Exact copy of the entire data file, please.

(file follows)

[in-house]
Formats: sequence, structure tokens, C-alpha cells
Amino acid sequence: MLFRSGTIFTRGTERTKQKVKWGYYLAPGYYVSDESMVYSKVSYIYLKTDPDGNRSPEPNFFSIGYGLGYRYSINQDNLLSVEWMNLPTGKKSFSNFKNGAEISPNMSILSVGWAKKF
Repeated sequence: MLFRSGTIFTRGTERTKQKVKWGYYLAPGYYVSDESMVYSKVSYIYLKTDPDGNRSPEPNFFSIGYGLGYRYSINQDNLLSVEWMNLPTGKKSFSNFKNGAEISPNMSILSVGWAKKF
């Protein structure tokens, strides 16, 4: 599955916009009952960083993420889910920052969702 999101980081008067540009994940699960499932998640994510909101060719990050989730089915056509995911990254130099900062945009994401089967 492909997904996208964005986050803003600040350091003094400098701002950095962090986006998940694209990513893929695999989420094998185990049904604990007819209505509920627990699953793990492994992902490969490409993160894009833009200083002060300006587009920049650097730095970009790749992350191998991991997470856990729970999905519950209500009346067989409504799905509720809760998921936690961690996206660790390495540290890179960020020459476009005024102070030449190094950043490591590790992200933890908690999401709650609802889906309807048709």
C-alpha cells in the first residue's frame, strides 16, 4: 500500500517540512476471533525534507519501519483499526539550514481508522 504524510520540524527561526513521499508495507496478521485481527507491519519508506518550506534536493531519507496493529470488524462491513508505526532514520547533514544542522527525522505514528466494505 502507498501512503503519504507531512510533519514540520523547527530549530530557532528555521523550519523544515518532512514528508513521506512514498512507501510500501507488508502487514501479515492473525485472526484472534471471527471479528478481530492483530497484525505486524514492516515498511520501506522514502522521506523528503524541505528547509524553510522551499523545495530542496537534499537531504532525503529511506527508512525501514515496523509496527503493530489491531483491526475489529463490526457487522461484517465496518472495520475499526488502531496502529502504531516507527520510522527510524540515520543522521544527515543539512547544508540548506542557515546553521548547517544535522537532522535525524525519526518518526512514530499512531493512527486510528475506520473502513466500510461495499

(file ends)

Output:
[in-house]
Formats: sequence, structure tokens, C-alpha cells
Amino acid sequence: MLFRSGTIFTRGTERTKQKVKWGYYLAPGYYVSDESMVYSKVSYIYLKTDPDGNRSPEPNFFSIGYGLGYRYSINQDNLLSVEWMNLPTGKKSFSNFKNGAEISPNMSILSVGWAKKF
Repeated sequence: MLFRSGTIFTRGTERTKQKVKWGYYLAPGYYVSDESMVYSKVSYIYLKTDPDGNRSPEPNFFSIGYGLGYRYSINQDNLLSVEWMNLPTGKKSFSNFKNGAEISPNMSILSVGWAKKF
């Protein structure tokens, strides 16, 4: 599955916009009952960083993420889910920052969702 999101980081008067540009994940699960499932998640994510909101060719990050989730089915056509995911990254130099900062945009994401089967 492909997904996208964005986050803003600040350091003094400098701002950095962090986006998940694209990513893929695999989420094998185990049904604990007819209505509920627990699953793990492994992902490969490409993160894009833009200083002060300006587009920049650097730095970009790749992350191998991991997470856990729970999905519950209500009346067989409504799905509720809760998921936690961690996206660790390495540290890179960020020459476009005024102070030449190094950043490591590790992200933890908690999401709650609802889906309807048709």
C-alpha cells in the first residue's frame, strides 16, 4: 500500500517540512476471533525534507519501519483499526539550514481508522 504524510520540524527561526513521499508495507496478521485481527507491519519508506518550506534536493531519507496493529470488524462491513508505526532514520547533514544542522527525522505514528466494505 502507498501512503503519504507531512510533519514540520523547527530549530530557532528555521523550519523544515518532512514528508513521506512514498512507501510500501507488508502487514501479515492473525485472526484472534471471527471479528478481530492483530497484525505486524514492516515498511520501506522514502522521506523528503524541505528547509524553510522551499523545495530542496537534499537531504532525503529511506527508512525501514515496523509496527503493530489491531483491526475489529463490526457487522461484517465496518472495520475499526488502531496502529502504531516507527520510522527510524540515520543522521544527515543539512547544508540548506542557515546553521548547517544535522537532522535525524525519526518518526512514530499512531493512527486510528475506520473502513466500510461495499